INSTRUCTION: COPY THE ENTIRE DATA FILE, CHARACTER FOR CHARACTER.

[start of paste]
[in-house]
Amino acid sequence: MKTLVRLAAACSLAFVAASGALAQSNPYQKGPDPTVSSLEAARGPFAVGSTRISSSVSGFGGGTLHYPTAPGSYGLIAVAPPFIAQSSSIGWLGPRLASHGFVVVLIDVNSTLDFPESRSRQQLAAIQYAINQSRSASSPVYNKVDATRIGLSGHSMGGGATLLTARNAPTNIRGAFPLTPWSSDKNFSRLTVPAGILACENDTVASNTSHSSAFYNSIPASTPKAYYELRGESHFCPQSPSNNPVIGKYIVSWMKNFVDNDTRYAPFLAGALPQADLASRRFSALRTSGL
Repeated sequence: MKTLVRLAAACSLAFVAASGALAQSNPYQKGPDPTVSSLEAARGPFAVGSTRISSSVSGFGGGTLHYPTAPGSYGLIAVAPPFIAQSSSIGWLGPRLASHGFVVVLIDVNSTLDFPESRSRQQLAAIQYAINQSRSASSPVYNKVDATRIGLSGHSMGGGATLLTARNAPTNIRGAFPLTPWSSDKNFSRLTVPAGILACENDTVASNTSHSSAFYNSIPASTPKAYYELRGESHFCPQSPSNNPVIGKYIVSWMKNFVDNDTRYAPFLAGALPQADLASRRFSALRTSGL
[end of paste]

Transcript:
[in-house]
Amino acid sequence: MKTLVRLAAACSLAFVAASGALAQSNPYQKGPDPTVSSLEAARGPFAVGSTRISSSVSGFGGGTLHYPTAPGSYGLIAVAPPFIAQSSSIGWLGPRLASHGFVVVLIDVNSTLDFPESRSRQQLAAIQYAINQSRSASSPVYNKVDATRIGLSGHSMGGGATLLTARNAPTNIRGAFPLTPWSSDKNFSRLTVPAGILACENDTVASNTSHSSAFYNSIPASTPKAYYELRGESHFCPQSPSNNPVIGKYIVSWMKNFVDNDTRYAPFLAGALPQADLASRRFSALRTSGL
Repeated sequence: MKTLVRLAAACSLAFVAASGALAQSNPYQKGPDPTVSSLEAARGPFAVGSTRISSSVSGFGGGTLHYPTAPGSYGLIAVAPPFIAQSSSIGWLGPRLASHGFVVVLIDVNSTLDFPESRSRQQLAAIQYAINQSRSASSPVYNKVDATRIGLSGHSMGGGATLLTARNAPTNIRGAFPLTPWSSDKNFSRLTVPAGILACENDTVASNTSHSSAFYNSIPASTPKAYYELRGESHFCPQSPSNNPVIGKYIVSWMKNFVDNDTRYAPFLAGALPQADLASRRFSALRTSGL